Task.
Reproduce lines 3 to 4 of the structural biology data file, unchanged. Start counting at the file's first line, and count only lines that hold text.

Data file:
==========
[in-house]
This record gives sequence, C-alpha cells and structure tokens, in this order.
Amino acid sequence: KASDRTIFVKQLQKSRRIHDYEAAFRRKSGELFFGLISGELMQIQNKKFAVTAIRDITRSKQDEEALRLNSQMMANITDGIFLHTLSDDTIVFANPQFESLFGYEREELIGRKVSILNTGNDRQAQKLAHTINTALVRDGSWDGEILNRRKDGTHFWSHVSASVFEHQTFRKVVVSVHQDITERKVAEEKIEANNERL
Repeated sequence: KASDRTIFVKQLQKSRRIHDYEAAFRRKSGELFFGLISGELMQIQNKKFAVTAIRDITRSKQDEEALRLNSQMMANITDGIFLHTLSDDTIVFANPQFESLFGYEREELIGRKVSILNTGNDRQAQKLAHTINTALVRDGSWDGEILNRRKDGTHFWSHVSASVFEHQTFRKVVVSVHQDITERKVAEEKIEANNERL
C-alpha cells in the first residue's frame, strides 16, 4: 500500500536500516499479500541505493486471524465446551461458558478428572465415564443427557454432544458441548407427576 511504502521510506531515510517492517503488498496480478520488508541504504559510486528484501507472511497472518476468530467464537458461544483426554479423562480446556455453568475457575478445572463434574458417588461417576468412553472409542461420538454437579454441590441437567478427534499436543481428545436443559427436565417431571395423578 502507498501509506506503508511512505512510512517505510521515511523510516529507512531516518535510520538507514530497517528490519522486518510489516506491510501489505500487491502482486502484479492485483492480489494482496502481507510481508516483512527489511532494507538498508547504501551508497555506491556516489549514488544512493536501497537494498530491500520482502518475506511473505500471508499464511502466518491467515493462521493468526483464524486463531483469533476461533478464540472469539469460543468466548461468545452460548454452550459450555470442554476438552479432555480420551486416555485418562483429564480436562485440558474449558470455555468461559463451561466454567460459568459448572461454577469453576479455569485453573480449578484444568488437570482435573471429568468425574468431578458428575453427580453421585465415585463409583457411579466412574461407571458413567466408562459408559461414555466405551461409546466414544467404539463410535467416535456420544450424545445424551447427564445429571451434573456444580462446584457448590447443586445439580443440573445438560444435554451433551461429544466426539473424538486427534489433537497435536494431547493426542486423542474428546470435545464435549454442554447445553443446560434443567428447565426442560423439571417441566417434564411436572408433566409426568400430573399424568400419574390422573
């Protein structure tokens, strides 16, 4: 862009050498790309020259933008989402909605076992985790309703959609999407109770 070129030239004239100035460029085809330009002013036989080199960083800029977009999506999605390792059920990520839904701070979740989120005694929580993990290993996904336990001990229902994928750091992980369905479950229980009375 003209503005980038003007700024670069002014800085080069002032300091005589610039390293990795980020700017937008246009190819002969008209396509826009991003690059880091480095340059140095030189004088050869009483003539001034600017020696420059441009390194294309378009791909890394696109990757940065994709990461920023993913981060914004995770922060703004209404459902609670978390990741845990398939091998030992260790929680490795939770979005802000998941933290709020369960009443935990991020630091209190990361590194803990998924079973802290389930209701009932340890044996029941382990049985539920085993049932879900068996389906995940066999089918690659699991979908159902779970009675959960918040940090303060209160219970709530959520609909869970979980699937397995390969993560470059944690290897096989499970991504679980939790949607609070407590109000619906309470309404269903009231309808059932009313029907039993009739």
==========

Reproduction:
Amino acid sequence: KASDRTIFVKQLQKSRRIHDYEAAFRRKSGELFFGLISGELMQIQNKKFAVTAIRDITRSKQDEEALRLNSQMMANITDGIFLHTLSDDTIVFANPQFESLFGYEREELIGRKVSILNTGNDRQAQKLAHTINTALVRDGSWDGEILNRRKDGTHFWSHVSASVFEHQTFRKVVVSVHQDITERKVAEEKIEANNERL
Repeated sequence: KASDRTIFVKQLQKSRRIHDYEAAFRRKSGELFFGLISGELMQIQNKKFAVTAIRDITRSKQDEEALRLNSQMMANITDGIFLHTLSDDTIVFANPQFESLFGYEREELIGRKVSILNTGNDRQAQKLAHTINTALVRDGSWDGEILNRRKDGTHFWSHVSASVFEHQTFRKVVVSVHQDITERKVAEEKIEANNERL